Friday, July 15, 2011

A's for All

Anyone who has ever TA'd, taught, or taken a college course knows about grade inflation, but it turns out there is actually really good data on the subject.  From the a paper by by Stuart Rojstaczer and Christopher Healy published in the Teachers College Record (via the NY Times):

In astronomy we'd call that a really clean trend, fit a power law to it, and conclude that by 2100 all grades will be A's.


  1. Pretty.  The first part fits (I think) with what I've been told about grade inflation -- namely, that grades inflated in the 60s in order to keep students out of Vietnam.  If you gave a student a poor grade in the 60s, you might be giving a death sentence.

    But a couple of things bother me about that story.  First, I'm not sure why the As and Cs are trading places.  Why not a bump in Bs?  Second, the inflation started to go back down in the 70s, but then something happened in the early 80s that sent it back up again.  Not a draft or a hot war.  So ... what happened?

  2. I'm puzzled by the steadiness of the B's as well.  It seems like one should expect them to rise as well.  I've heard a lot of ideas floated to explain grade inflation, but never why the switch is primarily from C's to A's.

  3. The best way I've seen for a school to counter grade inflation without hurting their students' ability to get into grad school is to list on the transcript the mean grade in that course next to the student's grade.  That way somebody looking at the transcript can calibrate the student's grades.

    Of course it would make more sense if everyone were simply graded the same way, but that's never going to happen.

  4. In defense of the change I think college now has a different function.  If most of the people in the class learn the material shouldn't they get A's?  Don't A's reflect understanding the material?  Why should there be a curve?

    The problem is when you have most people doing A = knows the material and B = knows most of the material down and then you get one or two professors who only give out two or three A's.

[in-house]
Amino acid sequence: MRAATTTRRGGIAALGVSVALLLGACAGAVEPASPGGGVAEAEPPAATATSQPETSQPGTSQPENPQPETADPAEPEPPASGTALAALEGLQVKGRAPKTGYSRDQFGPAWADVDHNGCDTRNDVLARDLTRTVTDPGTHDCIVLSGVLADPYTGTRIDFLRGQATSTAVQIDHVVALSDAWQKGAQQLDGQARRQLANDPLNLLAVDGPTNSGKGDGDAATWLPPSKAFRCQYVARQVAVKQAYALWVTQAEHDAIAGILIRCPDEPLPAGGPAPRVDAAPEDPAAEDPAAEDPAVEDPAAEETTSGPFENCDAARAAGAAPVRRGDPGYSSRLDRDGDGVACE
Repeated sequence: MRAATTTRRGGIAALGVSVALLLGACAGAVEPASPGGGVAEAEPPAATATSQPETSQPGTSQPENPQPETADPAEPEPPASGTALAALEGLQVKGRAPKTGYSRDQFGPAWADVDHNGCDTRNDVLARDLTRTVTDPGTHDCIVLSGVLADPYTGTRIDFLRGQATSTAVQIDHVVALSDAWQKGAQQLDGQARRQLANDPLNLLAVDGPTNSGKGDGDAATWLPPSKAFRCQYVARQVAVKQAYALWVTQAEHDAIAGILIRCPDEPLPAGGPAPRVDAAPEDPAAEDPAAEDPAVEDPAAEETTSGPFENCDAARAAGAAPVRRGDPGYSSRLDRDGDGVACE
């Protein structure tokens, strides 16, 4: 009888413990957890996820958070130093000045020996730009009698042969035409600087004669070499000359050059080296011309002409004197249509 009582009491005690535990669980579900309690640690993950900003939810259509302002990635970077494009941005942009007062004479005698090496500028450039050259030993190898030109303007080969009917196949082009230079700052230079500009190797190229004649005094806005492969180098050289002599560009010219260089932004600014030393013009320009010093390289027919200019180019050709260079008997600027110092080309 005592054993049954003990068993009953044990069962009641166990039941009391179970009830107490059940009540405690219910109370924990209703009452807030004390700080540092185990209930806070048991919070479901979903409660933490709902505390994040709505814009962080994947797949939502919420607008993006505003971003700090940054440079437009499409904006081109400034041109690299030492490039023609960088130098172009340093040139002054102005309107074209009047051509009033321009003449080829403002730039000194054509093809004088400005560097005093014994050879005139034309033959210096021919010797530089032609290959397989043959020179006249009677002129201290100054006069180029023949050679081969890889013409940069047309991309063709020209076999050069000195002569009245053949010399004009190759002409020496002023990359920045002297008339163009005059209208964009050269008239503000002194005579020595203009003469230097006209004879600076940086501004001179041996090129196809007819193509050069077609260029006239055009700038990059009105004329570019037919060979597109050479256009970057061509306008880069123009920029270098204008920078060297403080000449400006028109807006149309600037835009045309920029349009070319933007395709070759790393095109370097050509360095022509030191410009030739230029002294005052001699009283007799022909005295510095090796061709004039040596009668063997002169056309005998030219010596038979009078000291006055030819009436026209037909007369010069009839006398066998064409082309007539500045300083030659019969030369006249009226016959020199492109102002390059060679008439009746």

5. I still think grades should be based on standard deviations from the mean of your class placement.  A means one standard deviation better then the average kid in the class.  B is between the mean of the class and an A, C between -1 standard deviation and the mean and D/F below.  

    Then you *immediately* know what a A in differential equations from BYU means.  It means if you took the scores from the while class your score was at least a standard deviation higher from the mean of the scores.

    Instead an A can mean a variety of things.

  6. And I should add teachers should also have things like B-, B and B+'s as well, just that the B- should start at the mean and the B+ should go up to one standard deviation, etc...

  7. "and conclude that by 2100 all grades will be A's"

    You know what's funny is I wouldn't be surprised it that could happen.  I think society progressively has a harder and harder time saying things that suggest "Booby is better than Sally".

  8. That only seems fair if your class distribution is about the same as every other class distribution.  But I've been in classes where half the students are idiots and I've been in classes where half the class was ridiculously smart.  It seems quite unfair to suggest an A based upon std dev means the same thing in both classes.  The grades, as I said, ought to be tied to a more objective measure of what you should know when you complete the class.


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